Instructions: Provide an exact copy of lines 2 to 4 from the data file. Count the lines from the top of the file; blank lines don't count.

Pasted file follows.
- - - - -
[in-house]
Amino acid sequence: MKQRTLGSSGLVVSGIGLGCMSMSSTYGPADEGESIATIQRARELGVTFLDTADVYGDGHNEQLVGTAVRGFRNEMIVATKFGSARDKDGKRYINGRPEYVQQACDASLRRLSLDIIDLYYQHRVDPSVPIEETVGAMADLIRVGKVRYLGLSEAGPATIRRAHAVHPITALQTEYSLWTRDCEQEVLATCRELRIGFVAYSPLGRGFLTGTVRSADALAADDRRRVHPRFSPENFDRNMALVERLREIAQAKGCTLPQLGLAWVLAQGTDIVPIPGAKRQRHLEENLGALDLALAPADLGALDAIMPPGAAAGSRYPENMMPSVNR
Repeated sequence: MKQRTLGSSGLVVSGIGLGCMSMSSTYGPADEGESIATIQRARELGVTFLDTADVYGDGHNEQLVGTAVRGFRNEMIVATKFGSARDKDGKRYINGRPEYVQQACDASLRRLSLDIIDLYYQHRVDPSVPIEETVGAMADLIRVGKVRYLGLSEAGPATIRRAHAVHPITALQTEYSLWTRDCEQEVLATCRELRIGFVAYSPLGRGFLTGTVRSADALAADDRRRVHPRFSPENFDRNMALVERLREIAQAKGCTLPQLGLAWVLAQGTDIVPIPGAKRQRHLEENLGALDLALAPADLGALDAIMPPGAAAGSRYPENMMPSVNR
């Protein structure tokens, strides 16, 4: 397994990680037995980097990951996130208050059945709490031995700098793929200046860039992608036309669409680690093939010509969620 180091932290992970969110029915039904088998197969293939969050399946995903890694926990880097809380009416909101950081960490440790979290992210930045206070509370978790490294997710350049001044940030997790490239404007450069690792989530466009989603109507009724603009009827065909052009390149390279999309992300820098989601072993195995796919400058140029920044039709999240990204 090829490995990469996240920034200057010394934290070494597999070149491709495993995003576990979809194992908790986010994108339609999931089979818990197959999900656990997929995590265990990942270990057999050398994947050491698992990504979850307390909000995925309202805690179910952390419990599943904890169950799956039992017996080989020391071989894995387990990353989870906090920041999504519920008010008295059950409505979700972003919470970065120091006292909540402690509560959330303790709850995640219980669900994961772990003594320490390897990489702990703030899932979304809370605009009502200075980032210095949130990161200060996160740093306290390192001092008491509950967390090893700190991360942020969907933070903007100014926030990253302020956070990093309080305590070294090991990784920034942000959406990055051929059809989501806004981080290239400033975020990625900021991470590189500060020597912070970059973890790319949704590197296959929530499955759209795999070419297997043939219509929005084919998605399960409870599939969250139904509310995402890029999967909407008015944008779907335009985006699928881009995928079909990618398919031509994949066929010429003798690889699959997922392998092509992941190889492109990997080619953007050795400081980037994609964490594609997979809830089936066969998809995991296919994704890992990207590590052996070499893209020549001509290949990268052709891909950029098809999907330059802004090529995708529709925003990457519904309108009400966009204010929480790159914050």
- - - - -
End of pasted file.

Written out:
Amino acid sequence: MKQRTLGSSGLVVSGIGLGCMSMSSTYGPADEGESIATIQRARELGVTFLDTADVYGDGHNEQLVGTAVRGFRNEMIVATKFGSARDKDGKRYINGRPEYVQQACDASLRRLSLDIIDLYYQHRVDPSVPIEETVGAMADLIRVGKVRYLGLSEAGPATIRRAHAVHPITALQTEYSLWTRDCEQEVLATCRELRIGFVAYSPLGRGFLTGTVRSADALAADDRRRVHPRFSPENFDRNMALVERLREIAQAKGCTLPQLGLAWVLAQGTDIVPIPGAKRQRHLEENLGALDLALAPADLGALDAIMPPGAAAGSRYPENMMPSVNR
Repeated sequence: MKQRTLGSSGLVVSGIGLGCMSMSSTYGPADEGESIATIQRARELGVTFLDTADVYGDGHNEQLVGTAVRGFRNEMIVATKFGSARDKDGKRYINGRPEYVQQACDASLRRLSLDIIDLYYQHRVDPSVPIEETVGAMADLIRVGKVRYLGLSEAGPATIRRAHAVHPITALQTEYSLWTRDCEQEVLATCRELRIGFVAYSPLGRGFLTGTVRSADALAADDRRRVHPRFSPENFDRNMALVERLREIAQAKGCTLPQLGLAWVLAQGTDIVPIPGAKRQRHLEENLGALDLALAPADLGALDAIMPPGAAAGSRYPENMMPSVNR
């Protein structure tokens, strides 16, 4: 397994990680037995980097990951996130208050059945709490031995700098793929200046860039992608036309669409680690093939010509969620 180091932290992970969110029915039904088998197969293939969050399946995903890694926990880097809380009416909101950081960490440790979290992210930045206070509370978790490294997710350049001044940030997790490239404007450069690792989530466009989603109507009724603009009827065909052009390149390279999309992300820098989601072993195995796919400058140029920044039709999240990204 090829490995990469996240920034200057010394934290070494597999070149491709495993995003576990979809194992908790986010994108339609999931089979818990197959999900656990997929995590265990990942270990057999050398994947050491698992990504979850307390909000995925309202805690179910952390419990599943904890169950799956039992017996080989020391071989894995387990990353989870906090920041999504519920008010008295059950409505979700972003919470970065120091006292909540402690509560959330303790709850995640219980669900994961772990003594320490390897990489702990703030899932979304809370605009009502200075980032210095949130990161200060996160740093306290390192001092008491509950967390090893700190991360942020969907933070903007100014926030990253302020956070990093309080305590070294090991990784920034942000959406990055051929059809989501806004981080290239400033975020990625900021991470590189500060020597912070970059973890790319949704590197296959929530499955759209795999070419297997043939219509929005084919998605399960409870599939969250139904509310995402890029999967909407008015944008779907335009985006699928881009995928079909990618398919031509994949066929010429003798690889699959997922392998092509992941190889492109990997080619953007050795400081980037994609964490594609997979809830089936066969998809995991296919994704890992990207590590052996070499893209020549001509290949990268052709891909950029098809999907330059802004090529995708529709925003990457519904309108009400966009204010929480790159914050």